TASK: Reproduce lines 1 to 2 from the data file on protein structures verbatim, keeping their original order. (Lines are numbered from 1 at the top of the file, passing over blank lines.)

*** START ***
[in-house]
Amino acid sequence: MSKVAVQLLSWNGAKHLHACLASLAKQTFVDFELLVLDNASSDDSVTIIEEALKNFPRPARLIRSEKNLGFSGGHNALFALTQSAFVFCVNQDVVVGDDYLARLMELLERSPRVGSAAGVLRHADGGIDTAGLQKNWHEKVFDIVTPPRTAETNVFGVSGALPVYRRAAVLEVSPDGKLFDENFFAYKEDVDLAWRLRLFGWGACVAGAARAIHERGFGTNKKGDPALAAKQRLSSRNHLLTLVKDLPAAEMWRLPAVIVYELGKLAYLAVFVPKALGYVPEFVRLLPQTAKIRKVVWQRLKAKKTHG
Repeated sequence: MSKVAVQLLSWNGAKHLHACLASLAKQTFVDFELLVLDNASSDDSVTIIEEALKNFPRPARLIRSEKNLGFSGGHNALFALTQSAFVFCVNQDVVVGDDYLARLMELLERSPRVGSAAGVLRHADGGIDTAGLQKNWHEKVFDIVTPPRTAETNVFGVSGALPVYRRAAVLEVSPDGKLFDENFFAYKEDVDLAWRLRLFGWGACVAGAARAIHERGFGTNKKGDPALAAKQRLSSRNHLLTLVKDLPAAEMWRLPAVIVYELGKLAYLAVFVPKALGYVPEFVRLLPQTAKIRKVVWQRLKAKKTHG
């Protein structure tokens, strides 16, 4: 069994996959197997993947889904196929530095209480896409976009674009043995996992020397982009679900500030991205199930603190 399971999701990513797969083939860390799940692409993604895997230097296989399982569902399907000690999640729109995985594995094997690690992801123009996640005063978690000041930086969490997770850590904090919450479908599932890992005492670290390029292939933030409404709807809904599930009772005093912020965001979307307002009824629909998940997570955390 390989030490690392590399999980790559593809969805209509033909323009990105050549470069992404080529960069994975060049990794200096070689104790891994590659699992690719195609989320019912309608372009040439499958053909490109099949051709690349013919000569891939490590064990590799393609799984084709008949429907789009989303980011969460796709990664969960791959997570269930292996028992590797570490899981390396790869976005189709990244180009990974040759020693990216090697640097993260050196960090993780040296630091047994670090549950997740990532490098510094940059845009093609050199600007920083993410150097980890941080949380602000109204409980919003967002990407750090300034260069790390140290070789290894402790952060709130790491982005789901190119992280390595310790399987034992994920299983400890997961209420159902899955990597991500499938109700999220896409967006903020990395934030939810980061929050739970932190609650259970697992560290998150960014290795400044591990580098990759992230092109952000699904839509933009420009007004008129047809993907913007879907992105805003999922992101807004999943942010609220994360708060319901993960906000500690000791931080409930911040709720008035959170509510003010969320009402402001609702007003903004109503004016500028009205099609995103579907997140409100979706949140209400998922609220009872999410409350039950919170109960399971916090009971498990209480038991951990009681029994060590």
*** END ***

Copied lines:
[in-house]
Amino acid sequence: MSKVAVQLLSWNGAKHLHACLASLAKQTFVDFELLVLDNASSDDSVTIIEEALKNFPRPARLIRSEKNLGFSGGHNALFALTQSAFVFCVNQDVVVGDDYLARLMELLERSPRVGSAAGVLRHADGGIDTAGLQKNWHEKVFDIVTPPRTAETNVFGVSGALPVYRRAAVLEVSPDGKLFDENFFAYKEDVDLAWRLRLFGWGACVAGAARAIHERGFGTNKKGDPALAAKQRLSSRNHLLTLVKDLPAAEMWRLPAVIVYELGKLAYLAVFVPKALGYVPEFVRLLPQTAKIRKVVWQRLKAKKTHG